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How Much Income Tax Will I Pay If I Make $100,000?

By Dan Caplinger - Dec 17, 2017 at 6:45AM

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Look at these scenarios to see how different the answer can be.

December is coming to a close, and now's the time that many people are doing year-end tax planning for 2017. To make the right moves, you need to know what your general tax situation is likely to look like when you get around to preparing and filing your tax return in early 2018.

Those who make $100,000 are doing better than the typical American family, but you still can't afford to pay more money to Uncle Sam than you need to. No two taxpayers' returns will look exactly alike, so it's impossible to provide an answer to how much in tax you'll owe that will be right for everyone. Nevertheless, by looking at a couple of baseline scenarios for households earning $100,000, you can get a better guide on where you're likely to stand.

Keyboard with blue tax button.

Image source: Getty Images.

Scenario 1: On your own

In our first example, we'll look at an unmarried person with no dependents making $100,000 per year. This could involve someone who never married and has no children. It could also apply to a divorced person whose ex-spouse claims any children the couple had as dependents, assuming that any payments that the person makes to the ex-spouse are treated as maintenance and support rather than alimony. To keep things as simple as possible, we'll assume that this person takes the standard deduction and keeps any investable assets in a tax-favored retirement account, avoiding any current tax impacts.

From adjusted gross income of $100,000, subtract the standard deduction of $6,350 and a single personal exemption of $4,050. That makes taxable income equal to $89,600. That amount is just below the upper end of the 25% tax bracket, with the tax calculation amounting to $18,138.75. That works out to an effective tax rate of 18%.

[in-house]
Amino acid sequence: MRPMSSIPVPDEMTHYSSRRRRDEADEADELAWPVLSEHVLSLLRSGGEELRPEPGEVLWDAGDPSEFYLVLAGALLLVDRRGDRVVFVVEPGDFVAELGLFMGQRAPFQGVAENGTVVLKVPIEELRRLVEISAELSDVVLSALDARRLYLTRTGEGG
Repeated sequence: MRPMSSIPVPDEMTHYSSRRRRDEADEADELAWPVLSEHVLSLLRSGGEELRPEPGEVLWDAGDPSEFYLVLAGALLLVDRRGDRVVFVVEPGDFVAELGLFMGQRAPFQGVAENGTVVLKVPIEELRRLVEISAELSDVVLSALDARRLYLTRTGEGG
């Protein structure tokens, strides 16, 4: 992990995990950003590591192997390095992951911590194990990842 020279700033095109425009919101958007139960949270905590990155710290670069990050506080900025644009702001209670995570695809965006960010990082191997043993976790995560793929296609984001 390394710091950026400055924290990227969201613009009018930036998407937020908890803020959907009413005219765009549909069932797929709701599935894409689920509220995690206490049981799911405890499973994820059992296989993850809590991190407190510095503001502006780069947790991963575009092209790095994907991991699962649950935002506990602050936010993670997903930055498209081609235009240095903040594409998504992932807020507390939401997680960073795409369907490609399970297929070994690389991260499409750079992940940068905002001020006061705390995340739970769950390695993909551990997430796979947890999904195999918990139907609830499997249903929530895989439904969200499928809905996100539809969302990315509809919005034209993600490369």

Scenario 2: With a family

By contrast, our second example involves a married couple with two children and total household income of $100,000. Again, this family takes the standard deduction, and all of its income comes from wages and salaries.

For this taxpayer, the standard deduction is double what singles get, at $12,700. The family of four gets four personal exemptions at $4,050 per exemption, which provides another $16,200 in reductions. That brings taxable income down to $71,100. That amount keeps this taxpayer near the upper end of the 15% bracket, and the resulting tax is $9,732.50. Moreover, if the two kids qualify for the child tax credit, then an additional $2,000 in tax savings brings the net down to $7,732.50, or less than 8% of their income as an effective tax rate.

How 2 taxpayers can pay so different an amount of tax

You can see just how big a role in your tax liability your filing status plays. With a completely different set of tax brackets that apply and larger standard deductions for joint filers than for singles, the tentative tax that you'll owe is varies greatly between different filing statuses.

In addition, the number of household members you have also has a big impact. Families with children not only get more personal exemptions but also get to enjoy a range of tax credits. A family making $100,000 earns too much to qualify for some of those breaks, including the earned income credit. But even without full access to every possible tax break, larger families can often reduce their taxable income further than single filers without dependents.

The more complex your tax return gets, the harder it is to generalize. Those who have investments will have additional income, some of which can qualify for preferential tax rates. Taxpayers with particular types of expenses, such as home-related costs, educational expenses, or medical costs, can sometimes get deductions or credits that will reduce their tax bill further.

The net result is that although singles who make $100,000 can see effective tax rates approaching 20%, families can see lower effective rates of 10% or less. It's therefore important for singles especially to take advantage of ways to reduce taxable income, such as contributing to a 401(k) retirement account at work, so that they can pay as little as possible to Uncle Sam come April.

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